In October, we moved into a house. It’s the first time I’ve ever had my name on a mortgage. This house is modest by average American standards – 1800 square feet – but it feels huge, because we’ve been living in a 625-sf apartment for the last two years. I guess I’m impressed that we managed, as two adult humans, to live in such a small space, but I’m relieved to have a bit more room to float around in. I wrote my last chapbook at the kitchen table; it doubled as my work desk. Though I got a running start on it in our apartment prior to that, which was in O’Fallon Park, and at 1,000 s.f., it was large enough to allow for two office spaces. This is me, figuring out where to hang stuff in that room:
As you can see, the walls were very red. It was one of those half-rooms you see at the top of the stairs in St. Louis two-family flats, pretty much just space for my desk and a chair. There was also a very, very small closet, which I outfitted with shelves and put my books inside it. For the six or so months we were there, I was insanely productive. The neighborhood leaked into my poems, high, low, and sideways; and I think maybe the poems I wrote during that period sound like they were written in a small, red room.
So, this is my new office; the opposite, really. It’s not huge, but the ceilings are high and the walls are painted a very calm, meditative blue.
It’s the same desk that lived in the red room. And some of the ephemera over the desk is from that era, too; it survived two years in storage in a friend’s rehab. There’s also a closet, but one I can put spare clothes and art supplies in, because there is room for an actual bookcase.
This came with the house. It’s home to all of my poetry books now, including a bunch that I had not seen for two years, because they were taped inside plastic tubs and squirreled away in the back room of a third-story house (a room that had no windows, I might add…it’s a rehab, after all).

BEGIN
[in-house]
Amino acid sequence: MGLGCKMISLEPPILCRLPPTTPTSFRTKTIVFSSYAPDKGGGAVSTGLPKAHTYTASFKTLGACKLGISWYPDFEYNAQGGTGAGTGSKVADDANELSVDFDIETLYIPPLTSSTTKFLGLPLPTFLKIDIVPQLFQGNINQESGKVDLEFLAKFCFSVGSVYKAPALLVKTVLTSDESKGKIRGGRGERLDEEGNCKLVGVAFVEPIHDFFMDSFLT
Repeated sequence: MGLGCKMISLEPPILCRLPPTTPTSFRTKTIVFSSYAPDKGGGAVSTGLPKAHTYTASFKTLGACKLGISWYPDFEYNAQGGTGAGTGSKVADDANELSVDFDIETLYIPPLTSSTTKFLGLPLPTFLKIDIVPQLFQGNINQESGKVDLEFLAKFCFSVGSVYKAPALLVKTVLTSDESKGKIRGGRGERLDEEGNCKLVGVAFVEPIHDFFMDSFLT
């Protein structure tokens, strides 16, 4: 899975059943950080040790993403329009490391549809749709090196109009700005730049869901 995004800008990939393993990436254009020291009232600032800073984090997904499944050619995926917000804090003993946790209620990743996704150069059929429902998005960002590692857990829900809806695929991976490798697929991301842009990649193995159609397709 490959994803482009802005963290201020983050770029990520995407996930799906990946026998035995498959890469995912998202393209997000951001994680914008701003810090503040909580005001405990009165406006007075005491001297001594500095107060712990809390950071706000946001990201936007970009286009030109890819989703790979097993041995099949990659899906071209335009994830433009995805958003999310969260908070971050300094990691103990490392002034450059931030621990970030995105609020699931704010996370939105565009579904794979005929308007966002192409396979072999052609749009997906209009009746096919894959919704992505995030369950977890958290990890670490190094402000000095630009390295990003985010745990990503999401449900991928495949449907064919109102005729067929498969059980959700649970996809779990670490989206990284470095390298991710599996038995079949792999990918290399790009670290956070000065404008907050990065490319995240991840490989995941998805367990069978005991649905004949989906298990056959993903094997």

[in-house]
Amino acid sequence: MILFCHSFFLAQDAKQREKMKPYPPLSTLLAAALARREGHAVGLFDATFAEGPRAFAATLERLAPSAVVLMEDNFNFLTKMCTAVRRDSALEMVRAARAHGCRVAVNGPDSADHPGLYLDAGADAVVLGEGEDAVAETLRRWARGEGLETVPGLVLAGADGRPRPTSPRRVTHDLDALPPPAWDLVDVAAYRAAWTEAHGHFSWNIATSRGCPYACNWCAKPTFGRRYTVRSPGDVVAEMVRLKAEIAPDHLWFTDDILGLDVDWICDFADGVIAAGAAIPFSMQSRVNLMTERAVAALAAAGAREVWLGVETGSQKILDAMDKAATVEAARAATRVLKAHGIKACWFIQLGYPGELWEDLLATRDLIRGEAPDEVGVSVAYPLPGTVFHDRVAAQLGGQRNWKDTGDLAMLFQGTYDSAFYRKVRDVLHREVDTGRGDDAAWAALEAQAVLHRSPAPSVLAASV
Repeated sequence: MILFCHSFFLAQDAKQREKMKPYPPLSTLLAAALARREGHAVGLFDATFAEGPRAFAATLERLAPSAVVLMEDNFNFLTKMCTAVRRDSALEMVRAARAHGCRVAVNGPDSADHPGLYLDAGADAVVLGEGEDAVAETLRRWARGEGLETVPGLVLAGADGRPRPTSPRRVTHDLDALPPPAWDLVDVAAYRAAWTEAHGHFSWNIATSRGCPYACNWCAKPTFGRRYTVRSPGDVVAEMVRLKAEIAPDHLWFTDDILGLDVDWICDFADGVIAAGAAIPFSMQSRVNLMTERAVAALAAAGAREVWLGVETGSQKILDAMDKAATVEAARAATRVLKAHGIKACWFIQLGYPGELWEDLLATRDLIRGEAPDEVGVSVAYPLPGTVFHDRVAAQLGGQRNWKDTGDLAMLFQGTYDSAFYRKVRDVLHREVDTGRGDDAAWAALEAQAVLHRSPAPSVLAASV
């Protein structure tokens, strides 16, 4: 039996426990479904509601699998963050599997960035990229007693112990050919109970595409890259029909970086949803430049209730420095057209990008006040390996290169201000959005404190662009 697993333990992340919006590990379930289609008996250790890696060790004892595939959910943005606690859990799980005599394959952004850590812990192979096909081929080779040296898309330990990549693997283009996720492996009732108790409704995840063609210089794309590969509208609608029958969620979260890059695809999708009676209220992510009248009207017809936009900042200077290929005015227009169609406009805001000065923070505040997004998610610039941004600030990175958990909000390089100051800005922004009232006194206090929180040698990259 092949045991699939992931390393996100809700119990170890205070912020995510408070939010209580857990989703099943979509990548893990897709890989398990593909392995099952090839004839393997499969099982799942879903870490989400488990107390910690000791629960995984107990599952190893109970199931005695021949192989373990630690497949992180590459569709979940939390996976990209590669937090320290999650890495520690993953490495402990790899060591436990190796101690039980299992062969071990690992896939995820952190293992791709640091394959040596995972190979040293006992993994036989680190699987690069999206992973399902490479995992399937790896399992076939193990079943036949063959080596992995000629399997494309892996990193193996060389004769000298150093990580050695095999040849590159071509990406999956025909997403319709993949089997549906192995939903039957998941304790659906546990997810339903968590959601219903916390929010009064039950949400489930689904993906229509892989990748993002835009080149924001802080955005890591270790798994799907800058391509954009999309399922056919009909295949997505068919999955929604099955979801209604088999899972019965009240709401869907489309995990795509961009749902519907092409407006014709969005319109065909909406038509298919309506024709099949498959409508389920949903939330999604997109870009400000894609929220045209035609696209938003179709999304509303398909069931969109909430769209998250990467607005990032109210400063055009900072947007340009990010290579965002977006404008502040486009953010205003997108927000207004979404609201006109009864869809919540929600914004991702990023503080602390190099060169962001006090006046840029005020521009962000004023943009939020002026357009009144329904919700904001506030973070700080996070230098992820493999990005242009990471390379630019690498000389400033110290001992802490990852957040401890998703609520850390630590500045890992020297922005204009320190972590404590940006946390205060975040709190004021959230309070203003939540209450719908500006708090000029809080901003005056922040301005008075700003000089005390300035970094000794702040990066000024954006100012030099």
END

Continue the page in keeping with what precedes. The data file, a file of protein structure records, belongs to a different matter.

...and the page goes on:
This is the wall behind my desk; the poster is by artist and herbalist Michael Ford, in memory of herbalist Juliette de Baïracli Levy, who is one of my heroes. On the little glass shelf over Juliette, there are three terra cotta pots, which I seeded today with valerian, white evening primrose, and calendula.
My tiny red office was a bit like an oven. (And yes, it was even hot like an oven – we were there in 2012, the summer that temps hovered around 107 for more than a week, and didn’t get much cooler from there.) This new space feels like what my imagination wants a cloud chamber or star chamber to be, like a room where clouds or stars park themselves for a bit. (Those two things, in actuality, are not places one would want to spend any time in at all.) The first week this room became functional, I turned out three poems (not bad ones, either, though they need more revision for sure). But this space seems to be more conducive to stories. Since I’ve moved in, I’ve found a growing chorus of characters appearing in my head; they seem to have no intention of leaving me alone. Apparently this calm, blue workspace is meant to be the place where I sit and transcribe what they tell me.
On Tuesday, I’m starting a class at Firecracker Press, so my hope is that I can figure out how to design and print covers in order to put out those stories as a series of linked, individual chapbooks. Sort of like how Dickens used to do it, in serial form, or like the old Penny Dreadfuls. I’ve even been looking around for tabletop platen presses on Ebay, but I need to learn how to use one first. And in the spirit of Juliette Levy I guess, I’ve been researching how to make ink out of shaggy mane mushrooms, pokeberries, and black walnuts. Those messy ink-making operations will have to take place in another room entirely…or maybe even out on the back porch.